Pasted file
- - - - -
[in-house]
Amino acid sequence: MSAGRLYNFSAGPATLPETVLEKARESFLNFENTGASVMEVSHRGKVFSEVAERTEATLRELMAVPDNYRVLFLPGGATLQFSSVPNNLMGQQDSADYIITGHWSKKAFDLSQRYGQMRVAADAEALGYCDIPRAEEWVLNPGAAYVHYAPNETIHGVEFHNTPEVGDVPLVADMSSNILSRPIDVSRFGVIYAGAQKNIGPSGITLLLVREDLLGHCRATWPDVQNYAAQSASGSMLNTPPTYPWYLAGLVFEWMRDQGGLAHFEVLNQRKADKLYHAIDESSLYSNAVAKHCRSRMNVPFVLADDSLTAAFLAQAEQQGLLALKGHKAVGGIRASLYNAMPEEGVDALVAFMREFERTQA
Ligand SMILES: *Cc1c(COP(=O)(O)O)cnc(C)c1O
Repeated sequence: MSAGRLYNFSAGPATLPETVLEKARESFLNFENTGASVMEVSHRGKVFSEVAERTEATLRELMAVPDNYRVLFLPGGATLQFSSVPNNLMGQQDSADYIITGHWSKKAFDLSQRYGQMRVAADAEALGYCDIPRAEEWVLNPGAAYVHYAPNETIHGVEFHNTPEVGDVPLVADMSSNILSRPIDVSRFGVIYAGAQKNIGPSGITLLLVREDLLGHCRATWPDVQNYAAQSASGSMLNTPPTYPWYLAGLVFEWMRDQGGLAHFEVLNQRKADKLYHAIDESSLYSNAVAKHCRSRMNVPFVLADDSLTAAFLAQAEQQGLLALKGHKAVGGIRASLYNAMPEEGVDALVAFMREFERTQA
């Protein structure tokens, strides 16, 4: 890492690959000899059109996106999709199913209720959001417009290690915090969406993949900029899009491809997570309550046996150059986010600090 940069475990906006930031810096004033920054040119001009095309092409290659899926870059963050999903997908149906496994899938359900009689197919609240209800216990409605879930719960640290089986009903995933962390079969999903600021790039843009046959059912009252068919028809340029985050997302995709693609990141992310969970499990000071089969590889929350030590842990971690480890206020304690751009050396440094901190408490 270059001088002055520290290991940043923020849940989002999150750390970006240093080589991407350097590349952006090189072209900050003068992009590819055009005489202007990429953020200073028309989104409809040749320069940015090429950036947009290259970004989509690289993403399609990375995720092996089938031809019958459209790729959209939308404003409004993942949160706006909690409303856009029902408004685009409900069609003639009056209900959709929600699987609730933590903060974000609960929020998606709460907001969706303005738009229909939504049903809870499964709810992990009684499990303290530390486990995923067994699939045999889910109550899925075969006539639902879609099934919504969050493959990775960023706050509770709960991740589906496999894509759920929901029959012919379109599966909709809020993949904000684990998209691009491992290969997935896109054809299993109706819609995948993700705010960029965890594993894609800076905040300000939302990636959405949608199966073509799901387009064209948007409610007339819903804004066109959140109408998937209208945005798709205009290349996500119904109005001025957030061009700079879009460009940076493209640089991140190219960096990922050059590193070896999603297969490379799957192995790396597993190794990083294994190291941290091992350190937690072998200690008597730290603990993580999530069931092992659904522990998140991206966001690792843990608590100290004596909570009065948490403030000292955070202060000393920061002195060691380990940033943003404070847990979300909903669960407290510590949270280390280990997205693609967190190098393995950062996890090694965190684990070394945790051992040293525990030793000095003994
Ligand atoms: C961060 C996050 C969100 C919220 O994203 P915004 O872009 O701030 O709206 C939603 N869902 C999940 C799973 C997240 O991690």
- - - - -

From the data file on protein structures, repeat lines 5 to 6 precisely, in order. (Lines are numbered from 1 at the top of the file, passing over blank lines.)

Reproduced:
């Protein structure tokens, strides 16, 4: 890492690959000899059109996106999709199913209720959001417009290690915090969406993949900029899009491809997570309550046996150059986010600090 940069475990906006930031810096004033920054040119001009095309092409290659899926870059963050999903997908149906496994899938359900009689197919609240209800216990409605879930719960640290089986009903995933962390079969999903600021790039843009046959059912009252068919028809340029985050997302995709693609990141992310969970499990000071089969590889929350030590842990971690480890206020304690751009050396440094901190408490 270059001088002055520290290991940043923020849940989002999150750390970006240093080589991407350097590349952006090189072209900050003068992009590819055009005489202007990429953020200073028309989104409809040749320069940015090429950036947009290259970004989509690289993403399609990375995720092996089938031809019958459209790729959209939308404003409004993942949160706006909690409303856009029902408004685009409900069609003639009056209900959709929600699987609730933590903060974000609960929020998606709460907001969706303005738009229909939504049903809870499964709810992990009684499990303290530390486990995923067994699939045999889910109550899925075969006539639902879609099934919504969050493959990775960023706050509770709960991740589906496999894509759920929901029959012919379109599966909709809020993949904000684990998209691009491992290969997935896109054809299993109706819609995948993700705010960029965890594993894609800076905040300000939302990636959405949608199966073509799901387009064209948007409610007339819903804004066109959140109408998937209208945005798709205009290349996500119904109005001025957030061009700079879009460009940076493209640089991140190219960096990922050059590193070896999603297969490379799957192995790396597993190794990083294994190291941290091992350190937690072998200690008597730290603990993580999530069931092992659904522990998140991206966001690792843990608590100290004596909570009065948490403030000292955070202060000393920061002195060691380990940033943003404070847990979300909903669960407290510590949270280390280990997205693609967190190098393995950062996890090694965190684990070394945790051992040293525990030793000095003994
Ligand atoms: C961060 C996050 C969100 C919220 O994203 P915004 O872009 O701030 O709206 C939603 N869902 C999940 C799973 C997240 O991690």